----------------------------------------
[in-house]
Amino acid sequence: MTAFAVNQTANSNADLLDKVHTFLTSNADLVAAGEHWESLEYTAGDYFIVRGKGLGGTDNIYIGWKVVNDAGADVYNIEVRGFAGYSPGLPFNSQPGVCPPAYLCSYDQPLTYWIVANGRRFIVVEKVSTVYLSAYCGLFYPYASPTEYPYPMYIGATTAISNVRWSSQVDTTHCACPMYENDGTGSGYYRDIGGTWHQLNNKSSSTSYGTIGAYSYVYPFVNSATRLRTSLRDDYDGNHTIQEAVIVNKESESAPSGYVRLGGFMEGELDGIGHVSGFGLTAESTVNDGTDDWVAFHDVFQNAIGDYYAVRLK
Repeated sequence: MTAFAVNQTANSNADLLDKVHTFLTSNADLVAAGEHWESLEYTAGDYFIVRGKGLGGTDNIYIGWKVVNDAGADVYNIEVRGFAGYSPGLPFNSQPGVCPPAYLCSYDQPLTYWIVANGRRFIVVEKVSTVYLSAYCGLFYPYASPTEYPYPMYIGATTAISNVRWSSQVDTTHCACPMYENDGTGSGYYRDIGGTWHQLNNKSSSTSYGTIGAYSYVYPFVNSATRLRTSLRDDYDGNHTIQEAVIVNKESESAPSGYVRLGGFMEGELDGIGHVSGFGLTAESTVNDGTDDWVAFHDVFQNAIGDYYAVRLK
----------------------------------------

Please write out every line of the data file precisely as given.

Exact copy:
[in-house]
Amino acid sequence: MTAFAVNQTANSNADLLDKVHTFLTSNADLVAAGEHWESLEYTAGDYFIVRGKGLGGTDNIYIGWKVVNDAGADVYNIEVRGFAGYSPGLPFNSQPGVCPPAYLCSYDQPLTYWIVANGRRFIVVEKVSTVYLSAYCGLFYPYASPTEYPYPMYIGATTAISNVRWSSQVDTTHCACPMYENDGTGSGYYRDIGGTWHQLNNKSSSTSYGTIGAYSYVYPFVNSATRLRTSLRDDYDGNHTIQEAVIVNKESESAPSGYVRLGGFMEGELDGIGHVSGFGLTAESTVNDGTDDWVAFHDVFQNAIGDYYAVRLK
Repeated sequence: MTAFAVNQTANSNADLLDKVHTFLTSNADLVAAGEHWESLEYTAGDYFIVRGKGLGGTDNIYIGWKVVNDAGADVYNIEVRGFAGYSPGLPFNSQPGVCPPAYLCSYDQPLTYWIVANGRRFIVVEKVSTVYLSAYCGLFYPYASPTEYPYPMYIGATTAISNVRWSSQVDTTHCACPMYENDGTGSGYYRDIGGTWHQLNNKSSSTSYGTIGAYSYVYPFVNSATRLRTSLRDDYDGNHTIQEAVIVNKESESAPSGYVRLGGFMEGELDGIGHVSGFGLTAESTVNDGTDDWVAFHDVFQNAIGDYYAVRLK